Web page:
Though today you can stuff stereoscopic 3D and console-quality graphics into your backpack, that once seemed inconceivable. Handhelds have evolved quickly, but we shouldn’t forget the games that made them great in the first place. Though these games lack raw processing muscle, they have a power all their own.
After having spent the majority of my life being a fan of the Metroidvania style of games, actually finding a game with the word Metroid in the title seemed like a sign that I need to play this game. Metroid Fusion is among the last of the classic style Metroids; the only 2D Metroid that followed was also on the Gameboy Advance, which was a remake of the 1986 NES classic rebranded as Zero Mission. This is the fourth installment in the Metroid franchise and it shares a similarity in plot with the fourth part of another out space franchise. That franchise in question would be Alien, which while subtle there seems to be some influence shown in the Metroid universe.
One of the more obvious parallels between the two franchises besides parasitic alien creatures on distant planets is the strong female protagonist. This is becoming more common as our society progresses but back in the 1980’s Samus Aran being revealed to be a woman was extremely noteworthy. Spoiler alert for a 19 year old movie that is best enjoyed when looked through the lens of it being a Firefly prototype, Ellen Ripley in that particular film is a human/xenomorph hybrid. Early in Metroid Fusion, Samus is infected by Parasite X and is treated with a cure synthesized from Metroid DNA. Samus is now cured of Parasite X but has Metroid DNA in her. This allows her to gain nourishment from the remaining Parasite X lifeforms that have infested the station she is on but also has inherited the Metroid’s weakness to cold.
Unfortunately her power suit does not have a heating system installed, and the fact that Parasite X is still infecting parts of her suit does not look like that issue is going to be addressed any time soon. The biggest disappointment in this whole DNA swingers party is even with the Metroid essence in her and the Parasite X being part of her suit, Samus does not give us a one handed walking away three point shot, so Ripley ends up the overall winner in Part Four of the Metroid vs Alien battle, even though Metroid Fusion is considered a better game than Alien Resurrection is a movie. While it would be fun to continue to contrast SR388 and LV-426, that is another topic for another day.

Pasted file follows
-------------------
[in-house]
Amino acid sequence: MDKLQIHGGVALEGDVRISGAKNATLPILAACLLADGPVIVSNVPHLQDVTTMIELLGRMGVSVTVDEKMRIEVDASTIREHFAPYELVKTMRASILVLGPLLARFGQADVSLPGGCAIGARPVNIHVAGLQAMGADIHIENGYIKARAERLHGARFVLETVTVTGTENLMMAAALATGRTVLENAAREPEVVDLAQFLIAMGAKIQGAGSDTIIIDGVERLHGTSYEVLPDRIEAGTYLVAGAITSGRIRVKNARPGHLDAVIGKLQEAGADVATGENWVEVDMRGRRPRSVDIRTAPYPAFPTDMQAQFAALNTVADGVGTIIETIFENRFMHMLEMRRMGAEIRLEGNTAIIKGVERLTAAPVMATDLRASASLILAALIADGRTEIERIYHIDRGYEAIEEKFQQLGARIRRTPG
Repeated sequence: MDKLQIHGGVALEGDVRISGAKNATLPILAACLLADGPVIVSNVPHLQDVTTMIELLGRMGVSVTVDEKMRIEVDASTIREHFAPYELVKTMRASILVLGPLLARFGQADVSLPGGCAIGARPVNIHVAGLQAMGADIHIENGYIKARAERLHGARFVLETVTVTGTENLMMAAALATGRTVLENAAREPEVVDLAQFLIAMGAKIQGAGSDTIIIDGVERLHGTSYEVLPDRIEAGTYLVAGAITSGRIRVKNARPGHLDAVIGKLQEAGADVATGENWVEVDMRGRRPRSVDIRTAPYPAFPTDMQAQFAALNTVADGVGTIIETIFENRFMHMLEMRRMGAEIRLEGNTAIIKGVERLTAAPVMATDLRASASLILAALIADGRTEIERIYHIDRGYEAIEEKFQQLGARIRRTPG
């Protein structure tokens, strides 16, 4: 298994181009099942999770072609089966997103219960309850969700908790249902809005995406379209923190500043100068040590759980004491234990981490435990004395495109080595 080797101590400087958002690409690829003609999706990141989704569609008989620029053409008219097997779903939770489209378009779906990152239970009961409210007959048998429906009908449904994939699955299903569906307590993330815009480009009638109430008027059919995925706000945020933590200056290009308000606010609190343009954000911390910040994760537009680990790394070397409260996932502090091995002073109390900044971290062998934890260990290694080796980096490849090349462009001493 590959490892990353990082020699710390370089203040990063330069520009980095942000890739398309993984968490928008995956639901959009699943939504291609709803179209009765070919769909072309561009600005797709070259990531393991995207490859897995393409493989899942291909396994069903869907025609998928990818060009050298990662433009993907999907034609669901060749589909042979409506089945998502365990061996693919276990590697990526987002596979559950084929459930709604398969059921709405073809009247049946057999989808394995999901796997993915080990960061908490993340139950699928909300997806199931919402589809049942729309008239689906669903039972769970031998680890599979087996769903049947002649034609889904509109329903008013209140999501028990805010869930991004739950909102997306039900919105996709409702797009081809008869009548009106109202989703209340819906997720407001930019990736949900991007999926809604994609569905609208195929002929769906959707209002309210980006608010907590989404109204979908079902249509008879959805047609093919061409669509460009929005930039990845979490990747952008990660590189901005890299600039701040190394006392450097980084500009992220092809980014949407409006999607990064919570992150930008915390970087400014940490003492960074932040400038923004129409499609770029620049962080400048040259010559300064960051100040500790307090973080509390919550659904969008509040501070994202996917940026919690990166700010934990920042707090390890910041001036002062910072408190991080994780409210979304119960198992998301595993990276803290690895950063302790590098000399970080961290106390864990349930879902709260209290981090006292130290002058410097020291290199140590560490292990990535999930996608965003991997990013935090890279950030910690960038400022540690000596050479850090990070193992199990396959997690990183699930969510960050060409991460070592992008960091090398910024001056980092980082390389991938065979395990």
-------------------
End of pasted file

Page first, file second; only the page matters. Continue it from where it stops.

Metroid Fusion is reflective of the era in which it was produced. The release of this coincided with the phasing out of the N64/PSX to allow the complete dominance of the Gamecube/PS2 along with some gigantic black box Microsoft put out. It was a time when quality 2D games were virtually nonexistent on home consoles, and the GBA was the only sanctuary for this dying genre. There were many good 2D games produced for the handheld Nintendo consoles which helps give me some job security since it will be awhile before I run out of topics for this column, but at the same time I would have liked to have seen more 2D games of this caliber that pushed the PS2 or Gamecube hardware to their limits.
This title is made by the same team that developed Super Metroid on the SNES almost a decade earlier. While taking place in a different setting, it does feel like familiar ground to people who played Super Metroid. Everything that made the SNES title great is present in this pocket sized title. Despite the different environment filled with new creatures to kill, all the classic elements are here. The parasite infection knocks the power suit down’s capabilities down at the beginning, but before too long Samus is morphing in a sphere and propelling herself into the air with bombs.
Non linear exploration is obviously present but it is different from previous entries. A computer AI program Samus refers to as Adam directs her in her travels throughout the station. As certain objections are completed he opens up different paths. While this presentation aspect is unique, the result is game play that is pretty standard for this type of game wherein a large game world is visible but new areas only become accessible after certain conditions are met.
Even though handheld systems lack the processing power of the consoles that have to be tethered to a television, Metroid Fusion proved that the 2D format for games was still relevant when virtually everyone else was making the transition to including the third dimension. For its time, this title was a prime (no intended reference to the Metroid Prime series) example of mixing modern elements with classic gameplay. For people that grew up in the 8 or 16 bit era, this was a nice throwback to familiar territory. For the younger generations that were introduced to games in this era, this was a type of game that was a stark contrast to the standard twin thumb sticks and rotatable camera. Regardless of what console served as your introduction to gaming, Metroid Fusion is one of the stronger titles in the GBA’s library. It is also one of the better Metroidvania style of games in general, but that should be a given since this is from the series that subgenre of games is derived from. While not the sole influence, games like this one have been an influence in the modern retro game trend that has been going on in the indie game development world.
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